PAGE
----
The 2018 entries on the “Today In Brewer History” calendar could pretty quickly become a “What did Christian Yelich do today?” calendar for the stretch run. For the second time in less than a month, he hit for the cycle against the Reds. This time, he went four-for-four and driving in four runs in an 8-0 victory. Yelich is the only Brewer ever to cycle twice in the same career, much less the same season.
A few days later, it was a pitcher’s turn to make history: Josh Hader entered an eventual 8-3 win over the Pirates in the sixth inning and recorded each of his first three outs via strikeout. Those three punchouts extended his streak to 16 consecutive outs recorded via K over a span of two weeks. It’s the longest such streak in MLB history.
The only bittersweet element to Hader’s streak is that he replaced another Brewers lefty atop the all-time list: Mitch Stetter recorded 15 consecutive outs via strikeout in June of 2009.
After spending most of the season playing poorly against the Pirates, the Brewers were the beneficiary of Pittsburgh returning the favor in the season’s final game at PNC Park. The Brewers won the game 13-6 behind an RBI hit by pitch, two RBI walks, and two wild pitches that combined to score four runs.
The Brewers took “bullpenning” to a whole new level in their series opener against the Cardinals, using lefty Dan Jennings as the “initial out getter,” but removing him after just one batter (that batter being one-time Cardinals MVP candidate Matt Carpenter). Jennings was followed to the mound by Freddy Peralta, who pitched 3 2/3 innings, but the Brewers used seven more pitchers to record the next 15 outs. Milwaukee won the game, 6-4, and it was the first time they had ever used nine or more pitchers in a nine-inning victory.
Very few teams could stop Yelich in the month of September, so the Cardinals stopped trying. They walked him in each of his five plate appearances this day, tying a Brewers franchise record. He came around to score both Milwaukee runs in a 2-1 victory. Jhoulys Chacin and four relievers combined to hold the Cardinals to just two hits in the contest. The win was also a significant one in the standings, as the Brewers clinched their first postseason berth since 2011.
The season’s final series turned into The Yelich Show once again: he homered twice and scored the deciding run as the Brewers beat the Tigers 6-5 at Miller Park. The win brought the Brewers into a tie for first place in the NL Central for the first time since July. Yelich’s second homer was his 18th in a span of 37 games. Before 2018, he had never hit more than 21 in a full season.
After both the Brewers and Cubs blew out their respective opponents on the last day of the regular season, the stage was set for a one-game playoff at Wrigley Field to determine the NL Central champion. The Brewers beat the Cubs 3-1 behind RBI singles from Yelich, Cain, and Ryan Braun and the first four-hit game of Arcia’s career, plus solid pitching performances from Jhoulys Chacin and Hader.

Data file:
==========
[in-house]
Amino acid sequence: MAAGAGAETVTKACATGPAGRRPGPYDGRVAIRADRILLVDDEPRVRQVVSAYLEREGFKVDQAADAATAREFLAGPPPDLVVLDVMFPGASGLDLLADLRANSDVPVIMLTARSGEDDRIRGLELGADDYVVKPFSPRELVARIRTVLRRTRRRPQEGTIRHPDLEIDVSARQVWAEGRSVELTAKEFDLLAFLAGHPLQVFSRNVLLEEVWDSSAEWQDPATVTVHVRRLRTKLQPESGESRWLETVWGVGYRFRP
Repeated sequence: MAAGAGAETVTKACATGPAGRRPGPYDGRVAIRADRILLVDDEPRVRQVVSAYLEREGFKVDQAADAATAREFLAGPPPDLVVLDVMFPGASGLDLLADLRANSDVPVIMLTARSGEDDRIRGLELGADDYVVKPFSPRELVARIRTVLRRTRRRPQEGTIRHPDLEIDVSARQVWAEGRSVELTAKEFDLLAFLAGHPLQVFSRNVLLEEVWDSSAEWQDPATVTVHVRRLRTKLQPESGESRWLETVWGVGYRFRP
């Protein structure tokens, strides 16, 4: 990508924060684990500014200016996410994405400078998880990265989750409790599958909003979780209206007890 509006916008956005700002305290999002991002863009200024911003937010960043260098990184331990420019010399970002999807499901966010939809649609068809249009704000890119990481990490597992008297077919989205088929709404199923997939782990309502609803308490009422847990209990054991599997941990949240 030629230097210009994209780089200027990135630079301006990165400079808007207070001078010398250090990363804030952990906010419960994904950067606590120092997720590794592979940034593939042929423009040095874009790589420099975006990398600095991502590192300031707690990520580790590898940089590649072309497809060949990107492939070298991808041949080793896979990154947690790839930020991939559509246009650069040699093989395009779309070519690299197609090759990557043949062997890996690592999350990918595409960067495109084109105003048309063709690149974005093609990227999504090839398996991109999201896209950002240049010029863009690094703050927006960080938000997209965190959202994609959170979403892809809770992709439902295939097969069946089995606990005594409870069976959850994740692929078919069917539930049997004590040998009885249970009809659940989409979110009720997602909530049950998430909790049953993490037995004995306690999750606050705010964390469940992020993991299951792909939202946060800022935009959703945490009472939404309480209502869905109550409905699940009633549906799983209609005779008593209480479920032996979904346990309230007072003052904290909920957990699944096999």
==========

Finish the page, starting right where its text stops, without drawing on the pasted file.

With the win, the Brewers didn’t just clinch the NL Central and the National League’s best record, they also tied a franchise record with 96 regular season victories.
After opening the NLDS with a pair of home victories against the Rockies, the Brewers had earned three chances to close out the series. As it turns out, they only needed one. They scored in the first inning against German Marquez and never looked back, holding Colorado to just four hits in a 6-0 win to clinch a spot in the NLCS.
The series win was the first postseason sweep in Brewers franchise history, and just the third series win. Counting the final eight games of the regular season, the Brewers had won 11 consecutive contests for just the second time in franchise history.
The Brewers won two of the NLCS’ first three games and had a chance for more on a late night at Dodger Stadium, but had it slip through their fingers. Gio Gonzalez gave up an early run, but the Brewers tied the game on a Santana double in the fifth inning. Then, neither team scored again for several hours. The Dodgers finally walked off with the win on a Cody Bellinger ground ball single in the bottom of the 13th, a play that happened at 1:24 am CST on a Wednesday.
At five hours and 15 minutes, Game 4 was the second-longest NLCS game ever, topped only by a Braves-Mets 15-inning marathon that went on for 5:46 in 1999. Cain and Moustakas both went 0-for-6 in the contest, becoming the first Brewers ever with six hitless at-bats in a playoff game.
Despite having called upon his bullpen to pitch 12 innings the night before, Craig Counsell and the Brewers attempted a risky strategic swerve in the series’ fifth game by pulling starting pitcher Wade Miley after just one batter, which was a leadoff walk. Brandon Woodruff, who replaced Miley, kept the Dodgers off the board until the fifth inning, but it was not enough, as Los Angeles picked up a 5-2 victory and the Brewers fell behind 3-2 in the series.
The Brewers picked up a Game 6 victory to force an NLCS-deciding game at Miller Park, but a series victory was not in the cards. They didn’t score again after Yelich’s first inning solo home run, then fell behind 2-1 in the top of the second and never recovered, losing 5-1 to end their run at the World Series. Hader kept the Brewers in the game with three scoreless innings in relief, but the bats could not pick him up.